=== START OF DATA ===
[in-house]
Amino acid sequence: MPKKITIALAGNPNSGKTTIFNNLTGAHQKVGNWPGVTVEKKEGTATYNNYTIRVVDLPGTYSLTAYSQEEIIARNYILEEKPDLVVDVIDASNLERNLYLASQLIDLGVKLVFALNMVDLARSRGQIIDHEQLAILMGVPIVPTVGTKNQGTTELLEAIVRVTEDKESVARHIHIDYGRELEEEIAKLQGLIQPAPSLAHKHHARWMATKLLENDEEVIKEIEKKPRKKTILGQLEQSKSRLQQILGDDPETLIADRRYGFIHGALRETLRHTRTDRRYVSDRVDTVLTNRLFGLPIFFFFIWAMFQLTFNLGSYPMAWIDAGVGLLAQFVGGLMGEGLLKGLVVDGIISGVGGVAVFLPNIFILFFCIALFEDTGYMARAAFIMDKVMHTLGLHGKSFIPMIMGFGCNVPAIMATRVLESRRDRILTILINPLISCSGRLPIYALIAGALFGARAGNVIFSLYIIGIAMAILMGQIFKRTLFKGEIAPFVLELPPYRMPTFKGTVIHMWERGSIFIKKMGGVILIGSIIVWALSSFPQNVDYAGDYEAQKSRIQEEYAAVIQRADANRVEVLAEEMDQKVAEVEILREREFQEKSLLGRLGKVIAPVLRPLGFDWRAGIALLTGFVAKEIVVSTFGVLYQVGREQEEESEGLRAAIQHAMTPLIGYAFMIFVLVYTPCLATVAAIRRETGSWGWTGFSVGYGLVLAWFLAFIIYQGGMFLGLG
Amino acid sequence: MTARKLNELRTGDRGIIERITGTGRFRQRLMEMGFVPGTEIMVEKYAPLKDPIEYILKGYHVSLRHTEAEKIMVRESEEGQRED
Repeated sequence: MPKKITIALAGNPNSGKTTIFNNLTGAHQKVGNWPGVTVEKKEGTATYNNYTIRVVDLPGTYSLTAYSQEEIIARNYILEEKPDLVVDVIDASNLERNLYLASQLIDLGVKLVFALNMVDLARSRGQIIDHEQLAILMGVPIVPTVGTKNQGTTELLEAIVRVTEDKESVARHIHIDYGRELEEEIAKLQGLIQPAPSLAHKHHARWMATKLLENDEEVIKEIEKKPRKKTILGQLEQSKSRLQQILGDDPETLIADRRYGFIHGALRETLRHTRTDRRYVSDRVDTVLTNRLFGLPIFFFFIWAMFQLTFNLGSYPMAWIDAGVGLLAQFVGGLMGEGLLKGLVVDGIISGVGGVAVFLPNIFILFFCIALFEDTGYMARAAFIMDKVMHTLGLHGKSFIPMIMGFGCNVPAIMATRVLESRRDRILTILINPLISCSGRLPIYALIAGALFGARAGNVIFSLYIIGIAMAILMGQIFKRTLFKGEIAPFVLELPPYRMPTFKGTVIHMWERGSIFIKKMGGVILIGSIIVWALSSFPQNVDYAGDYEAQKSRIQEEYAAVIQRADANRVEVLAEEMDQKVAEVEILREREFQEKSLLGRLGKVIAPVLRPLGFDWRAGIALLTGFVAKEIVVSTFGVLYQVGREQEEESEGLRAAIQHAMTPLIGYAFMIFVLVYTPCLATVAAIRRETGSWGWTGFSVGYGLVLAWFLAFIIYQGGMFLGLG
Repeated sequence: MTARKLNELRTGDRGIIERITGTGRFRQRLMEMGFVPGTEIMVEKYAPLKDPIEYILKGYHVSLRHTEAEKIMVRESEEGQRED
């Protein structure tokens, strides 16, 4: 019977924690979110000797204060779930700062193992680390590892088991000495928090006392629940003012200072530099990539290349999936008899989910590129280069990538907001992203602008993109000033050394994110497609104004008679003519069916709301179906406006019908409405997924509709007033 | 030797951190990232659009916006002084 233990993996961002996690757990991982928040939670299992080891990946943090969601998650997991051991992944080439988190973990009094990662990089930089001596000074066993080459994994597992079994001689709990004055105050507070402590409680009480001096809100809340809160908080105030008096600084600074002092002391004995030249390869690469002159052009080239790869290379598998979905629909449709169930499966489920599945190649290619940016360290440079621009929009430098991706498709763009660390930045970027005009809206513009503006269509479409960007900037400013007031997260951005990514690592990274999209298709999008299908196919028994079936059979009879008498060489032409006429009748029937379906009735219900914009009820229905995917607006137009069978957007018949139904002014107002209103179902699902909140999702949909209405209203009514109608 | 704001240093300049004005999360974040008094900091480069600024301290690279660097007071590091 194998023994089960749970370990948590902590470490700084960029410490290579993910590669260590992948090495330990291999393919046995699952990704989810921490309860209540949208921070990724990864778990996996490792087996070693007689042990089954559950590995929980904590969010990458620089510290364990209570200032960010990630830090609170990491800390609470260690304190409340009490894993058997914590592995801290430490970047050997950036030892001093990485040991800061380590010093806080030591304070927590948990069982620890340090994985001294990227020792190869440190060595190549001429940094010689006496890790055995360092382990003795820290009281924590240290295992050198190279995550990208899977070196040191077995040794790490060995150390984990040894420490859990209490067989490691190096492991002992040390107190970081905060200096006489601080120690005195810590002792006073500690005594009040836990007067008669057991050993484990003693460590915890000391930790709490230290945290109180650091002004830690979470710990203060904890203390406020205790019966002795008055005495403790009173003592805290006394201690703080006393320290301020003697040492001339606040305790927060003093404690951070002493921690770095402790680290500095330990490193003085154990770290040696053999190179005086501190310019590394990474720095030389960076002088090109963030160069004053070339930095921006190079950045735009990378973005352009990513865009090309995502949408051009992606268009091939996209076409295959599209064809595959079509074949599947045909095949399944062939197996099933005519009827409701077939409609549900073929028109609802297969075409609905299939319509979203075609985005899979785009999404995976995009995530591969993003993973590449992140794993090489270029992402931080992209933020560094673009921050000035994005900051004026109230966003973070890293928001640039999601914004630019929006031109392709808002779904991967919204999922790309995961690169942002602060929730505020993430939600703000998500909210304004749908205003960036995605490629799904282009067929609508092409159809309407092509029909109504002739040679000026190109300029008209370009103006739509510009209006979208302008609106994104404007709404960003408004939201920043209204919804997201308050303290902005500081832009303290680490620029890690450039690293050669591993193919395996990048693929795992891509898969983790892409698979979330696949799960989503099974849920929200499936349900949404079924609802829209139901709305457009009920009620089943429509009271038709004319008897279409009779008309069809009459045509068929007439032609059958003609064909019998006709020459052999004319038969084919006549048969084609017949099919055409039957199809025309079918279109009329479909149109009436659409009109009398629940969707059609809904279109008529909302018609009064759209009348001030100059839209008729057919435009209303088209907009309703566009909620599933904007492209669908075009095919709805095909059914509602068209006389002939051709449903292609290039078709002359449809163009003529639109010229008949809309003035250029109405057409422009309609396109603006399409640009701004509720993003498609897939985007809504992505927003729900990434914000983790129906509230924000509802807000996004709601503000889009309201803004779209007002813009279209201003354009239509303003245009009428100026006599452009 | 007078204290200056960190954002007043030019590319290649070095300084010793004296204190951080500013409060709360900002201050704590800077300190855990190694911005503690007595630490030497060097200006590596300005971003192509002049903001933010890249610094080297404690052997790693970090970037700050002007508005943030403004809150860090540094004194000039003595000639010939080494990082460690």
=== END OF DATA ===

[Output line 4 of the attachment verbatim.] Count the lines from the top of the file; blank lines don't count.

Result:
Repeated sequence: MPKKITIALAGNPNSGKTTIFNNLTGAHQKVGNWPGVTVEKKEGTATYNNYTIRVVDLPGTYSLTAYSQEEIIARNYILEEKPDLVVDVIDASNLERNLYLASQLIDLGVKLVFALNMVDLARSRGQIIDHEQLAILMGVPIVPTVGTKNQGTTELLEAIVRVTEDKESVARHIHIDYGRELEEEIAKLQGLIQPAPSLAHKHHARWMATKLLENDEEVIKEIEKKPRKKTILGQLEQSKSRLQQILGDDPETLIADRRYGFIHGALRETLRHTRTDRRYVSDRVDTVLTNRLFGLPIFFFFIWAMFQLTFNLGSYPMAWIDAGVGLLAQFVGGLMGEGLLKGLVVDGIISGVGGVAVFLPNIFILFFCIALFEDTGYMARAAFIMDKVMHTLGLHGKSFIPMIMGFGCNVPAIMATRVLESRRDRILTILINPLISCSGRLPIYALIAGALFGARAGNVIFSLYIIGIAMAILMGQIFKRTLFKGEIAPFVLELPPYRMPTFKGTVIHMWERGSIFIKKMGGVILIGSIIVWALSSFPQNVDYAGDYEAQKSRIQEEYAAVIQRADANRVEVLAEEMDQKVAEVEILREREFQEKSLLGRLGKVIAPVLRPLGFDWRAGIALLTGFVAKEIVVSTFGVLYQVGREQEEESEGLRAAIQHAMTPLIGYAFMIFVLVYTPCLATVAAIRRETGSWGWTGFSVGYGLVLAWFLAFIIYQGGMFLGLG